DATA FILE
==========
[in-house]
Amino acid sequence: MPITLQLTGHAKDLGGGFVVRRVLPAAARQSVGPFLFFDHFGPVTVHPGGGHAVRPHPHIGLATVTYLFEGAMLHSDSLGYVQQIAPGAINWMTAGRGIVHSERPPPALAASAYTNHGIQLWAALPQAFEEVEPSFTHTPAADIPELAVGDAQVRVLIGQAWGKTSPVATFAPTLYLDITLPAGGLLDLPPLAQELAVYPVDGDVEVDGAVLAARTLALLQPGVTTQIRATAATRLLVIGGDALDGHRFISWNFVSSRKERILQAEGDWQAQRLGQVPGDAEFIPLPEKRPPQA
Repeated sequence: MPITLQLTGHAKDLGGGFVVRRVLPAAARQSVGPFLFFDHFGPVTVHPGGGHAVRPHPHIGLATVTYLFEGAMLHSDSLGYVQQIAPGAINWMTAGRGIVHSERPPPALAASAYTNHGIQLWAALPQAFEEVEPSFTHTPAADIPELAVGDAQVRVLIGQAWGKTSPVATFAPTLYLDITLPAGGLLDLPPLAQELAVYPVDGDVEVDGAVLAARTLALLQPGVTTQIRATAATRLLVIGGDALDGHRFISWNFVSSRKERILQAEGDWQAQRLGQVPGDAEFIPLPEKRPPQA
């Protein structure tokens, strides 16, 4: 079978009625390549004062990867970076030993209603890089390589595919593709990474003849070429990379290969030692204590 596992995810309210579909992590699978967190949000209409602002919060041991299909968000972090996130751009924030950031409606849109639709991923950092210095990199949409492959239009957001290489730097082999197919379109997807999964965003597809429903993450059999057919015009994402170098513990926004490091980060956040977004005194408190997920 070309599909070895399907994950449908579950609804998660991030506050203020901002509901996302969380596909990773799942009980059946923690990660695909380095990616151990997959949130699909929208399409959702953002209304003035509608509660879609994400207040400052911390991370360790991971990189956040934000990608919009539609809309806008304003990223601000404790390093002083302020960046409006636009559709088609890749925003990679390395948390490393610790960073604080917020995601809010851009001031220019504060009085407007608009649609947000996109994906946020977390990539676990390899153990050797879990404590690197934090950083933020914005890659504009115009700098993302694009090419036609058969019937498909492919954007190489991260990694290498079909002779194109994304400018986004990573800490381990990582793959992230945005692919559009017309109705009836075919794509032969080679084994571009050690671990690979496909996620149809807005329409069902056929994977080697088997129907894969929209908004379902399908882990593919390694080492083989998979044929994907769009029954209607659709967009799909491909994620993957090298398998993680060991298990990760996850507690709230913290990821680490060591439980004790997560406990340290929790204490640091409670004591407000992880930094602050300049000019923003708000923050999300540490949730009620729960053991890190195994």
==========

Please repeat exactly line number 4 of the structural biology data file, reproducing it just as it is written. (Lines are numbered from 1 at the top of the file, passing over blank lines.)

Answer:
């Protein structure tokens, strides 16, 4: 079978009625390549004062990867970076030993209603890089390589595919593709990474003849070429990379290969030692204590 596992995810309210579909992590699978967190949000209409602002919060041991299909968000972090996130751009924030950031409606849109639709991923950092210095990199949409492959239009957001290489730097082999197919379109997807999964965003597809429903993450059999057919015009994402170098513990926004490091980060956040977004005194408190997920 070309599909070895399907994950449908579950609804998660991030506050203020901002509901996302969380596909990773799942009980059946923690990660695909380095990616151990997959949130699909929208399409959702953002209304003035509608509660879609994400207040400052911390991370360790991971990189956040934000990608919009539609809309806008304003990223601000404790390093002083302020960046409006636009559709088609890749925003990679390395948390490393610790960073604080917020995601809010851009001031220019504060009085407007608009649609947000996109994906946020977390990539676990390899153990050797879990404590690197934090950083933020914005890659504009115009700098993302694009090419036609058969019937498909492919954007190489991260990694290498079909002779194109994304400018986004990573800490381990990582793959992230945005692919559009017309109705009836075919794509032969080679084994571009050690671990690979496909996620149809807005329409069902056929994977080697088997129907894969929209908004379902399908882990593919390694080492083989998979044929994907769009029954209607659709967009799909491909994620993957090298398998993680060991298990990760996850507690709230913290990821680490060591439980004790997560406990340290929790204490640091409670004591407000992880930094602050300049000019923003708000923050999300540490949730009620729960053991890190195994």